Being from California I don’t have much experience with organized public transit. Of course there are bus systems within cities, and BART for the larger Bay Area, but all in all the systems around here seem to lack consistency, ease of use, and connectivity to places I actually want to go. When I was last in Seattle I had opportunity to take their rail transit and was very impressed with how clean, easy to navigate, and efficient it was. Having experienced the railways in Germany though, I’m simply blown away with what is possible when a country decides that public transportation is a priority.

While other posts about our trip to Germany focus on the cities and places we visited, we spent so much time on various trains, and thereby saw such a large spread of German countryside and culture, that the experience really does warrant its own entry. We traveled from Frankfurt to Munich, down to Garmisch-Partenkirchen, up to the Zugspitze, back to Munich several times, and then finally back to Frankfurt for our flight home. All in all, we rode a train almost every day of our trip.

The picture above is actually taken from the Frankfurt Bahnhof (train station), showing just the first few platforms available to travelers to destinations all across Europe. There were regional trains for Bavaria, international trains, and the Inter-City Express fast trains. Not having done a lot of research on how to use public transit while oversees, I was prepared to just play things by ear and experience everything anew. I was quite surprised at how easy the system was to use, and to make my way around the various stations and stops on our trip.

Buying tickets was very straightforward, the kiosks accessible in a handful of languages, and had a few features that I really appreciated – instead of just showing a schedule of trains and forcing the rider to pick one, there were suggestions where you could enter a desired departure or arrival time and it would suggest the best train to meet those needs. Being able to say “I need to be back here by 5pm” and having it automatically calculate when we should depart was novel and absolutely invaluable. We didn’t have many scheduled events, but we of course wanted to make sure we attended the ones we did.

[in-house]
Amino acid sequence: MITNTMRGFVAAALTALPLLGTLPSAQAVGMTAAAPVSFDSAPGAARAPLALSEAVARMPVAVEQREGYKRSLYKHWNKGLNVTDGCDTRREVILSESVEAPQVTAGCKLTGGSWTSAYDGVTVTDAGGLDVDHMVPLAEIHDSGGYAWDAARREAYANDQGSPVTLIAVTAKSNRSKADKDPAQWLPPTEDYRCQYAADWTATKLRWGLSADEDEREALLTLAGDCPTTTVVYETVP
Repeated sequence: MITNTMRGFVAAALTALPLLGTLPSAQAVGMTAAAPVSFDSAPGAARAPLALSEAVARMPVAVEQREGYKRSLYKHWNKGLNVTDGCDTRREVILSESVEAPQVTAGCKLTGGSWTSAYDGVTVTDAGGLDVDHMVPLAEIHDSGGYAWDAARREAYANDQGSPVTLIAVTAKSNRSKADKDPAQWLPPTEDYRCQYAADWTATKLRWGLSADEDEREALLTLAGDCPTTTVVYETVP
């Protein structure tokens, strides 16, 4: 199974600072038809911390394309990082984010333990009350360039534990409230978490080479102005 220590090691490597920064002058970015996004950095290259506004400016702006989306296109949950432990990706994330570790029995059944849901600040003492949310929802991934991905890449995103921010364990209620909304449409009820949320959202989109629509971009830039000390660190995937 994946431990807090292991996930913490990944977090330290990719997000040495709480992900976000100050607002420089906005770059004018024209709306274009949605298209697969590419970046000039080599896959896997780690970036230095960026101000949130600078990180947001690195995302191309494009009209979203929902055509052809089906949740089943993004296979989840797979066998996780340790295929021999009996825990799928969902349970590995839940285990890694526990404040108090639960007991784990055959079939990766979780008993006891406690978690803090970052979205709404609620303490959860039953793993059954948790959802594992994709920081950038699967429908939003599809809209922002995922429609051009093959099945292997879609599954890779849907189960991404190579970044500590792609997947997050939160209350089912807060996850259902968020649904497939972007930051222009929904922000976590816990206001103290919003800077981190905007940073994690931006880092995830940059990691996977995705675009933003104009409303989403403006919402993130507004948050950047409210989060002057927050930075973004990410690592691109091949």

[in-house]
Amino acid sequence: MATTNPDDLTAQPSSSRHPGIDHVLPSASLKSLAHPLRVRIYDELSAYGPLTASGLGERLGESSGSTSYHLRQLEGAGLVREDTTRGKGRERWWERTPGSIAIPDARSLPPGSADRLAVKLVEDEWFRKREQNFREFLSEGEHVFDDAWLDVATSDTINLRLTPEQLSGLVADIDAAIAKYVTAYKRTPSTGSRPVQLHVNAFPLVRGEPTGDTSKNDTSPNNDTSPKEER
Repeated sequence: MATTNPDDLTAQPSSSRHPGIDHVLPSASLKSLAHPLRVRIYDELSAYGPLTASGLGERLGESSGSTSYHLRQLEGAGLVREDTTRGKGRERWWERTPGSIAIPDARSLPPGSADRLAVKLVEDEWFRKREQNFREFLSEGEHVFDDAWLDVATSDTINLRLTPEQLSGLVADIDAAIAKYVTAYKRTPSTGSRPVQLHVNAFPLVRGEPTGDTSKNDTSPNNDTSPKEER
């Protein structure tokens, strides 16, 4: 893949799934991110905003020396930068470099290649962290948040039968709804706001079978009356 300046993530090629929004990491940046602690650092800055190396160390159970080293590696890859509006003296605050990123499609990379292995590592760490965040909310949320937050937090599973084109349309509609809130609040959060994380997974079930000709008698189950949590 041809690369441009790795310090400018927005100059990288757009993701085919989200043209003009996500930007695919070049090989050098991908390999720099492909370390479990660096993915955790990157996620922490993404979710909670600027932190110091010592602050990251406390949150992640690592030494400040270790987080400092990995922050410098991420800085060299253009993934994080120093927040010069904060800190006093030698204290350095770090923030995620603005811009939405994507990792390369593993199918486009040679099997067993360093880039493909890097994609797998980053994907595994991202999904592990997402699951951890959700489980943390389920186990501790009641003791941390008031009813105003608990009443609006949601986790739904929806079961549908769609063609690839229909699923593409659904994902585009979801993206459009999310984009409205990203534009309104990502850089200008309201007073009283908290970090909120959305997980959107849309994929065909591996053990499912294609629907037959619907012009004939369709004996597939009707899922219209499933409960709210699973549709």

The trains were clean, well-organized, and over the course of a week maybe ran into a single train that arrived late. On-board maps showed where the train was currently, when the expected arrival and departure times were for the upcoming stations, and other relevant information that we found astounding – neither the wife nor I had seen anything like that in our public transportation experiences here at home.

Being on the train was also a social experience, particularly on the way toward Munich. Being in the middle of Oktoberfest, different passengers and parties were exchanging stories, food, and even beer on the trip. It was obvious that for many, taking the train to a city just an hour away was a special event, worthy of celebration. We didn’t see that much on the commuter trains of course, but on the intra-regional lines everyone seemed to be keen to talk about where they were from, where they were going, and how things were in general.

While the East Bay, South Bay, and Peninsula all have regional transit here in California, options for the North Bay are excessively slim, even with the addition of a new rail line that connects Sonoma and Marin counties. Whereas out here cities and communities seem to sprawl, in Germany everything seemed very distinct, with large tracts of farmland between bustling city life. It seemed that much of the design and layout that went into their cities was based around the idea of public transportation, something that seems alien to us here on the West Coast.

Germany Railway Gallery

(click for huge!)